One of the first ever visitors was Mark Baber. ‘He walked in and said he had no money, no food, no electricity and was on the verge of suicide. He lived in the high rise flats opposite the café and was planning to throw himself off.’ The project fed him and he began volunteering. Without the burden of worrying where his next meal was coming from Mark turned his life around. Getting to know him, the team discovered he was a painter and began displaying his art in the café in return for serving him meals. People began buying it and the team held an auction online. Media coverage reached New York and Australia and there was enough interest for the team to arrange a charity exhibition at the start of September where 50 of Mark’s paintings went on display at the Left Bank in Leeds. ‘Mark tells people quite openly that if the concept hadn’t been there, he doesn’t think he’d still be here,’ explains Adam.

This is not simply a soup kitchen though. It’s a characterful and cosy café, the same as you might find in many towns across Yorkshire. The only giveaway is the fact there are no menus, just a blackboard where choices are chalked-up based on what food has been intercepted that day. ‘A few months ago we served a honey and soy smoked mackerel salad, with pink grapefruit and monkfish caviar. There’s now homeless people from Leeds who’ve experienced caviar, they’ve been able to do that through food wastage. We intercepted five jars that were being thrown away unnecessarily by a supermarket – the expiry date was March 2015.’ All dietary requirements and allergies are taken into consideration at the café (Adam is gluten-free and vegetarian himself). Generally there will be a big pot of stew or curry on the go, with lots of smoothies, fruit salads and crumble desserts available to order too.

Everyone from students to the rich and famous have dined at The Junk Food Project. Co-director Connor is the son of David Walsh, chief sports writer at The Sunday Times, the key journalist in exposing Lance Armstrong’s doping programme. David brought some special guests to Armley on the eve of the Grand Départ. ‘We had three-time Tour de France winner Greg LeMond here. He was probably one of the most in-demand people in Britain that weekend and he was with us in our café.’ For one of the courses that night LeMond, his wife and 15 others were served French cheese that the group had found in a Waitrose bin. ‘We told them. It was fit for consumption, still in its wrappers, it had been put in a plastic bag then into a bin. They loved it.’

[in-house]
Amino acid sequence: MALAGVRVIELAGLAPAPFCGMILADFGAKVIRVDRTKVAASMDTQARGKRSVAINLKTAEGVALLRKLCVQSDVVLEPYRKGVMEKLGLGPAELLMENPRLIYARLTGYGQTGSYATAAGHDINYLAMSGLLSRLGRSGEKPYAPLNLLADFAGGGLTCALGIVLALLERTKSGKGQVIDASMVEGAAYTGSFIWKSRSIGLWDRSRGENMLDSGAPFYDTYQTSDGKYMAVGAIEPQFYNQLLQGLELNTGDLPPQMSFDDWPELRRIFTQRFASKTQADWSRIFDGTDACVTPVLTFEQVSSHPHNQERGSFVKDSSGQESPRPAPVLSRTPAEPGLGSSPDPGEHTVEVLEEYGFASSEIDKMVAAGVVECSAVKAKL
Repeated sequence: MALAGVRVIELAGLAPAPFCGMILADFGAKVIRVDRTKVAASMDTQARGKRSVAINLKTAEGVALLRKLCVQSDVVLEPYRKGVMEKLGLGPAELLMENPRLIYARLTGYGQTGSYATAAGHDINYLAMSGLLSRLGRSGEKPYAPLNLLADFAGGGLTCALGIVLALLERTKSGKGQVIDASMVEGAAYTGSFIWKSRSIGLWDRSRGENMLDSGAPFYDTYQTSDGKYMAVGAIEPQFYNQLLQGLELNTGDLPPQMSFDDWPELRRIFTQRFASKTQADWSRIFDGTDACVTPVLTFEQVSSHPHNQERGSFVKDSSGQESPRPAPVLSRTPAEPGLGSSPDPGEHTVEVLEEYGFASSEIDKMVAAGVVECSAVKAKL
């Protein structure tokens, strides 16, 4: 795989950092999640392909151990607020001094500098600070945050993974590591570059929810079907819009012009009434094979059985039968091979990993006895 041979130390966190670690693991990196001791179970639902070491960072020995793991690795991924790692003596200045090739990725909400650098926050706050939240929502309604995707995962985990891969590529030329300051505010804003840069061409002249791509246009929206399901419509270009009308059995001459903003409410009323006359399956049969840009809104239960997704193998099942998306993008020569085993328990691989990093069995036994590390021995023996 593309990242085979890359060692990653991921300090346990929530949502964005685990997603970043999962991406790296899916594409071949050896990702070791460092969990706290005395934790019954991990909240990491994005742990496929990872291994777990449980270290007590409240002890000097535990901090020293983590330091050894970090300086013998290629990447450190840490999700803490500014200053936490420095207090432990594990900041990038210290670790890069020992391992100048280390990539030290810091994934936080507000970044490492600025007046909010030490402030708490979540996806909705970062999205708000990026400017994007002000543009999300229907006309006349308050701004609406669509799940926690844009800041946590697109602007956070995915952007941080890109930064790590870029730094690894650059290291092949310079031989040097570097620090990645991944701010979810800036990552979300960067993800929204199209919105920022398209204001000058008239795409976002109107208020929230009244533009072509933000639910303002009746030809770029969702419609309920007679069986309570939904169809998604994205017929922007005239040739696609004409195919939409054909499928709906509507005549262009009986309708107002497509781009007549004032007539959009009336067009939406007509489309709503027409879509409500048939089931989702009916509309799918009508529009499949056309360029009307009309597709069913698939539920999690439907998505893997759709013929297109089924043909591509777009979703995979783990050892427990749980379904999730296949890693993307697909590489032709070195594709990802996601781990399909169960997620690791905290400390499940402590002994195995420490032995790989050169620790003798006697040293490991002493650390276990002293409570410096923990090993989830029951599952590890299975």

It’s still difficult to get your head around the fact that food is being taken from bins and put on plates. Adam doesn’t have any issue with this. ‘As human beings we can tell when something is safe to consume using our senses: smelling things, tasting things, seeing things. For example if we make a fruit salad and it starts to fizz or tastes citrusy or sherbety, it’s off and you don’t eat it. You don’t have to be a scientist.’

The Junk Food Project are also available to hire for outside catering, recently they fed almost 3,000 staff at an event for O2. ‘Our only condition is that we’re allowed to demonstrate who we are and what we do.’ They also put on workshops in schools where they teach children about food waste. ‘We went to a school recently and showed the children some peaches and these kids had never seen them before. I’m talking about youngsters who are ten years-old.’

Tapping into the expertise of people who eat at the café is something else the Junk Food Project do. They use the space to host workshops, offering everything from arts and crafts to jam making and even stone masonry. ‘We met a qualified stone mason, Tony. He has 45 years experience but is on the verge of homelessness, yet he has a skill that I don’t know anyone else who does. Hopefully he’s going to help teach some of the kids how to build dry stone walls.’

The bigger picture is to roll Adam’s model out across the rest of the country – and the world. He’ll send the Junk Food Project’s business plan to anyone interested in setting up a café of their own that intercepts food waste. They’re free to use it however they want. Today there are 20 cafés using his model across the UK. ‘A social investor emailed me this morning, he wants to set up 40 or 50 in London. We’ve had offers from Zurich, Cape Town, and Warsaw. We had two last week from LA and Memphis. It’s getting massive. We’re empowering people by saying “This is how we did it, follow our guidelines and do it for yourself.”’

Just how far does Adam want to take this? ‘I want to feed the world – do you know how many people laugh at me when I say that? I want to show people how they can do what we do. Between us we can feed the world. That’s the only way it’s going to happen. I haven’t even started yet.’

We are saving about £30,000 a year on storage space for all of our donated items.

Mission Direct